The Most Energy-Efficient Countries 看全部

Next year in Copenhagen, world leaders will assemble and attempt to write the successor agreement to the 10-year-old Kyoto protocol. In order for countries to make dramatic reductions for a greener future, energy efficiency will likely be a big part of the equation.

What they'll find is a huge gap between countries with a head start, and those still in the blocks. Not surprising, the countries with the most energy-efficient economies are those who import their energy supplies.

Japan leads the way. It is, after all, birthplace of the Kyoto Protocols for climate change. More important, Japan has very little domestic energy production and is forced to import most of its fuel supply--creating a powerful economic incentive to use those expensive imports efficiently. (See "Japan's Green Gold Mine.")

In Pictures: The 10 Most Energy-Efficient Countries: ... tml?thisspeed=25000

The island nation uses 4,500 BTUs per U.S. dollar of gross domestic product, a measure known as "energy intensity," the world standard for measuring how efficient an economy is at using energy.

A country with a very high GDP and relatively little energy consumed is likely to be a very energy-efficient economy. Conversely a country with huge energy consumption and relatively little GDP is unlikely to be efficient. A BTU, or British thermal unit, is the amount of heat energy needed to raise the temperature of one pound of water by one degree Fahrenheit.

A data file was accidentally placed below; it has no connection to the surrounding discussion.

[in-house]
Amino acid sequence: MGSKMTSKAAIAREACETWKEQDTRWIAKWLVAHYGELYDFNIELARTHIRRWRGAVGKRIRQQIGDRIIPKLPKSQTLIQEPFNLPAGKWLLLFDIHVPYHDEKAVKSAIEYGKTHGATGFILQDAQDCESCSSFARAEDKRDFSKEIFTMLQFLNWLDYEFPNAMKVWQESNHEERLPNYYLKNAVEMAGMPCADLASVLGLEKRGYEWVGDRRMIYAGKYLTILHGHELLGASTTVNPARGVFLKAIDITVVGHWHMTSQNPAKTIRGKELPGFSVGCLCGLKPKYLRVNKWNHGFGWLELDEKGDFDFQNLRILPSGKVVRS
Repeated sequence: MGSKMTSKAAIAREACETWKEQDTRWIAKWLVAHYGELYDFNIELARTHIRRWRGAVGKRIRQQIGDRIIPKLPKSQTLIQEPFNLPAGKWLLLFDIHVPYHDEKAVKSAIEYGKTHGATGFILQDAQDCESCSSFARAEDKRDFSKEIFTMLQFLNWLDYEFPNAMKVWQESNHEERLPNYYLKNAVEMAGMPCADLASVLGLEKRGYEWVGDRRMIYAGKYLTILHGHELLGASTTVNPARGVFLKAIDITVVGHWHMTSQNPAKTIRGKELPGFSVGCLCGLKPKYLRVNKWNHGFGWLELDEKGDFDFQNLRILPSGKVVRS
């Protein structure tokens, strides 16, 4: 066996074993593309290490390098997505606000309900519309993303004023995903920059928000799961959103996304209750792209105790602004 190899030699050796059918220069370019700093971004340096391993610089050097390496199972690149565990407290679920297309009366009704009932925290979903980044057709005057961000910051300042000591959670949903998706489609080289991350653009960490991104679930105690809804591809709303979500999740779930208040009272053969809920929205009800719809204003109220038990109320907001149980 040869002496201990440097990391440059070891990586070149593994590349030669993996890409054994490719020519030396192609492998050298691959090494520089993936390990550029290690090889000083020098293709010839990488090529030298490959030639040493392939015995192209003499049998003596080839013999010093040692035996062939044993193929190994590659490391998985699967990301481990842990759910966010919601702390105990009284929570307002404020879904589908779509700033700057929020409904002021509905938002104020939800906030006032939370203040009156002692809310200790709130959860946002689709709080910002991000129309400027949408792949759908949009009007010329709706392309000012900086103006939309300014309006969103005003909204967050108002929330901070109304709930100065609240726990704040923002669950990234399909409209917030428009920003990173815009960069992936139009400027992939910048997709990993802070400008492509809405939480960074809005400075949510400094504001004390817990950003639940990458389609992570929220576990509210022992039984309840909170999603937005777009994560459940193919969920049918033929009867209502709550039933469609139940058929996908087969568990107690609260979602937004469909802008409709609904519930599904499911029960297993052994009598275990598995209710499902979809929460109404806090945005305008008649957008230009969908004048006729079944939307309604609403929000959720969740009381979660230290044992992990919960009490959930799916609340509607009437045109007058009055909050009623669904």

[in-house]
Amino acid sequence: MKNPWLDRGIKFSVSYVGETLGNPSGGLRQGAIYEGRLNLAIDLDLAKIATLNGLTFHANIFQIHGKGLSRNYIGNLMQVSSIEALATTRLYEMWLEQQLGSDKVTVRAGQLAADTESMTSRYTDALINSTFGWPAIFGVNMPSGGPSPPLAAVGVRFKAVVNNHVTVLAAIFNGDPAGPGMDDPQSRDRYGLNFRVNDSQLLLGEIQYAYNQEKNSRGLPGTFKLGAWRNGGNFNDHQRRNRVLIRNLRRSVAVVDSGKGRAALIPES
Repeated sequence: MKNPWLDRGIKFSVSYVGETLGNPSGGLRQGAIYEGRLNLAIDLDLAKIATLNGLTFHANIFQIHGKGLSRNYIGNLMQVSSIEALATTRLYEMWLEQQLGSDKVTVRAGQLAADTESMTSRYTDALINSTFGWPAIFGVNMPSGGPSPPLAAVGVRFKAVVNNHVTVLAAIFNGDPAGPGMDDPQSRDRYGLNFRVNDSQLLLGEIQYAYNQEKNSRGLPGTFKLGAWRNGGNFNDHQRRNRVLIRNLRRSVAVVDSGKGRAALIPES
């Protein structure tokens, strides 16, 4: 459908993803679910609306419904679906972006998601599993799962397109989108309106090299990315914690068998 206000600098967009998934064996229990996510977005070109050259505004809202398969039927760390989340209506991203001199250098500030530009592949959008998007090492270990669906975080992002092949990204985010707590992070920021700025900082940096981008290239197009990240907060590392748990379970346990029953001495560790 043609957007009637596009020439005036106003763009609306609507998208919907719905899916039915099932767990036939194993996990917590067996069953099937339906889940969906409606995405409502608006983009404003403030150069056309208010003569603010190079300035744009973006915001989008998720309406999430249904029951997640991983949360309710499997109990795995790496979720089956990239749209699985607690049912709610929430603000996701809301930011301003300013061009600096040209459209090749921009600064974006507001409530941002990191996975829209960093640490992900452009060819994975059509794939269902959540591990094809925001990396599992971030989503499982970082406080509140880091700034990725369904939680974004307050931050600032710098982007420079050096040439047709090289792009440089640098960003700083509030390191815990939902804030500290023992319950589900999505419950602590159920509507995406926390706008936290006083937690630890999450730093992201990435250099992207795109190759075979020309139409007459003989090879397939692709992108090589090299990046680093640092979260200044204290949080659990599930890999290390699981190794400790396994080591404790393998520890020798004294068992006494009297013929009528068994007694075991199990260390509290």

Of course, the use of energy intensity as a measure is not perfect and the results can be misleading. By the EIA's data, the country with the lowest energy intensity is Chad. True, Chad uses little energy, but the country is largely reliant on low-tech subsistence farming. Comparing it with the U.S. makes little sense.

So for our list we looked at only the 75 largest countries in terms of total GDP. Not surprisingly, the countries are wealthy and among the world's greenest as well, according to the Environmental Performance Index, a joint product of Columbia University and Yale University, which measures performance against 25 indicators, such as measures of air pollution, water supply or use of natural resources. Switzerland, which ranks third for efficiency, is ranked as the greenest country. Austria is not far behind at sixth, with Germany and the U.K. also in the top 15.

The most energy-efficient countries are all similar to Japan. In many cases, they do not have access to abundant sources of energy and have sought efficiency as a matter of energy independence--in the case of (No. 2) Denmark as an urgent national priority since the oil shocks of the 1970s. Hong Kong, Ireland, Israel and Italy all make the list as well.

The U.S. doesn't. Using energy intensity as a measure, the U.S. is using slightly more than 9,000 BTUs per dollar of GDP. The top 10 countries use 7,500 BTUs or less. China uses 35,000 BTUs per dollar of GDP. (See "China's Power Problem.")

They're far from the worst, though. At the other end of the scale are former Soviet countries: Russia, Kazakhstan, Uzbekistan and Ukraine. Ukraine uses 138,000 BTUs of energy for every dollar of GDP--roughly 30 times the level of consumption in Japan. The aging energy infrastructure of these countries, a remnant from the not-so-efficient days of Soviet planning, has much room for improvement.